Ina Fried

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Lookout Expands to Protecting Entire App Stores, Starting With Verizon

Lookout Mobile Security, a San Francisco start-up that specializes in smartphone security software, is moving from protecting individual devices to also offering its service to those running app stores.

Lookout CEO John Hering said the goal is to take the technology and know-how the company has gained from tracking threats and securing roughly 10 million phones and make it available to others in the Android ecosystem, starting with those that distribute apps. Much of the malware that has been crafted for phones has been distributed by bolting it onto existing programs and then delivering the infected apps via various marketplaces.

“It’s incredibly important that we maintain trust and confidence in the overall ecosystem,” Hering said.

The first company to partner with Lookout for the service is Verizon, which will tap Lookout’s Mobile Threat Network to protect its V CAST Apps store, which sells about 2,000 apps for Android and BlackBerry devices. Verizon’s store should be using Lookout’s technology to protect itself within the coming weeks.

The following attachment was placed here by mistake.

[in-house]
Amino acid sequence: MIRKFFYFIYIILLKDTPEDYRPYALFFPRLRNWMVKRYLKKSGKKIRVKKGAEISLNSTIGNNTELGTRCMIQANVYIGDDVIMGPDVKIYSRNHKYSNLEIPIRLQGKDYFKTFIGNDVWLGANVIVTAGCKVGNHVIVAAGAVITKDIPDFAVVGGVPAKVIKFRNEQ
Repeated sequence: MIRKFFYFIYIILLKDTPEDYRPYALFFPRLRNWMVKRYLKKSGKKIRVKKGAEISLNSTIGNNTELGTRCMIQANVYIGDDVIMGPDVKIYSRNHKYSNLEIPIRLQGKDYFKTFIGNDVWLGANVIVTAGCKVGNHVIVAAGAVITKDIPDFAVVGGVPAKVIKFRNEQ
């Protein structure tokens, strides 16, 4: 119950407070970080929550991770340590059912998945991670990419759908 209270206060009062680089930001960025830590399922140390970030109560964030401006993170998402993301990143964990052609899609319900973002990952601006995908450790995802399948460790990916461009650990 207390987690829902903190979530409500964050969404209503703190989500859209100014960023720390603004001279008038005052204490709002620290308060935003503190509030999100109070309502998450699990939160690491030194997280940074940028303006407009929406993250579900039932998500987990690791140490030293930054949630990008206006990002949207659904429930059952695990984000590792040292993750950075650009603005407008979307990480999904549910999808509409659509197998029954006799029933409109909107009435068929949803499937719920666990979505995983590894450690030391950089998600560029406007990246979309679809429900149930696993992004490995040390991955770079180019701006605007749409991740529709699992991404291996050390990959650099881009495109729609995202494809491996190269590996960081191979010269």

“We have a subset of mobile applications,” said Verizon business development director Todd Murphy. “Lookout has a global purview. We wanted to take advantage of what they were seeing.”

The need for protection is growing, Hering said. In the second quarter, Lookout said it saw instances of smartphone malware up 85 percent from just three months earlier. A recent threat, called GG Tracker, tapped into the carrier billing API, Hering said, potentially putting companies such as Verizon at risk.

“We’re starting to see more and more examples of these kinds of things,” he said.

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Just as the atom bomb was the weapon that was supposed to render war obsolete, the Internet seems like capitalism’s ultimate feat of self-destructive genius, an economic doomsday device rendering it impossible for anyone to ever make a profit off anything again. It’s especially hopeless for those whose work is easily digitized and accessed free of charge.

— Author Tim Kreider on not getting paid for one’s work